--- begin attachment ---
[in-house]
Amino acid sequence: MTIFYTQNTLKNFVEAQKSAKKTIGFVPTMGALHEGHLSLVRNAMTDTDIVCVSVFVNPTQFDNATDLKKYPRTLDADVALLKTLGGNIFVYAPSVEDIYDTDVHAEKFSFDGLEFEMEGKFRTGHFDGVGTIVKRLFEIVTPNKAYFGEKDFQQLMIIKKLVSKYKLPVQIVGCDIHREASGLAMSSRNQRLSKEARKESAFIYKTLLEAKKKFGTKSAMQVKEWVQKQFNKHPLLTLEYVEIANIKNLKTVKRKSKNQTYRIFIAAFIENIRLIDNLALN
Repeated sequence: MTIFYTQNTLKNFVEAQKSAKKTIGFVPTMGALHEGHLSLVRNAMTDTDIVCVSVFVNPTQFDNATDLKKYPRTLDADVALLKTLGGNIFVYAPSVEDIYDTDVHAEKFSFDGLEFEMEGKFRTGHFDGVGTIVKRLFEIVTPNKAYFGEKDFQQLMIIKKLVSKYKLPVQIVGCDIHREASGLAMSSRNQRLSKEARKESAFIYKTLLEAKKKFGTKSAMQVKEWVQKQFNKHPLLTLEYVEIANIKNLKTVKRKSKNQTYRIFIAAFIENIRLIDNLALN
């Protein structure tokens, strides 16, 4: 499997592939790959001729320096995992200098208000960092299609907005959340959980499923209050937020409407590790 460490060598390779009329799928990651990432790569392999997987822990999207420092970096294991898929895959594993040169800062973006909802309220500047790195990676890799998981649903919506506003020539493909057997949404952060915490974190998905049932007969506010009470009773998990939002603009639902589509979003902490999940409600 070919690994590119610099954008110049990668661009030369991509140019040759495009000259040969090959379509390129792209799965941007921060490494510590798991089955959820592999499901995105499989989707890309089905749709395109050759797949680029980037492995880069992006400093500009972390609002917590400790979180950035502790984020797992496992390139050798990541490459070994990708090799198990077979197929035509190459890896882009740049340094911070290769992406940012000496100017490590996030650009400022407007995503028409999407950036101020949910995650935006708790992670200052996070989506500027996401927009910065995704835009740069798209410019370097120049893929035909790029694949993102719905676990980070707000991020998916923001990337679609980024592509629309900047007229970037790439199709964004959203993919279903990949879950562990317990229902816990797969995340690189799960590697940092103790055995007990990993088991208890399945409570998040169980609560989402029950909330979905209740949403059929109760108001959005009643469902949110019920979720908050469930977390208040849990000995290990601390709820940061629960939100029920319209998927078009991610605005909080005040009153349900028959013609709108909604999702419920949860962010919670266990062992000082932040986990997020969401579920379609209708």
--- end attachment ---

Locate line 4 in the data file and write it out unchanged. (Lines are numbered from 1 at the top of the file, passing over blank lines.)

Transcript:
């Protein structure tokens, strides 16, 4: 499997592939790959001729320096995992200098208000960092299609907005959340959980499923209050937020409407590790 460490060598390779009329799928990651990432790569392999997987822990999207420092970096294991898929895959594993040169800062973006909802309220500047790195990676890799998981649903919506506003020539493909057997949404952060915490974190998905049932007969506010009470009773998990939002603009639902589509979003902490999940409600 070919690994590119610099954008110049990668661009030369991509140019040759495009000259040969090959379509390129792209799965941007921060490494510590798991089955959820592999499901995105499989989707890309089905749709395109050759797949680029980037492995880069992006400093500009972390609002917590400790979180950035502790984020797992496992390139050798990541490459070994990708090799198990077979197929035509190459890896882009740049340094911070290769992406940012000496100017490590996030650009400022407007995503028409999407950036101020949910995650935006708790992670200052996070989506500027996401927009910065995704835009740069798209410019370097120049893929035909790029694949993102719905676990980070707000991020998916923001990337679609980024592509629309900047007229970037790439199709964004959203993919279903990949879950562990317990229902816990797969995340690189799960590697940092103790055995007990990993088991208890399945409570998040169980609560989402029950909330979905209740949403059929109760108001959005009643469902949110019920979720908050469930977390208040849990000995290990601390709820940061629960939100029920319209998927078009991610605005909080005040009153349900028959013609709108909604999702419920949860962010919670266990062992000082932040986990997020969401579920379609209708």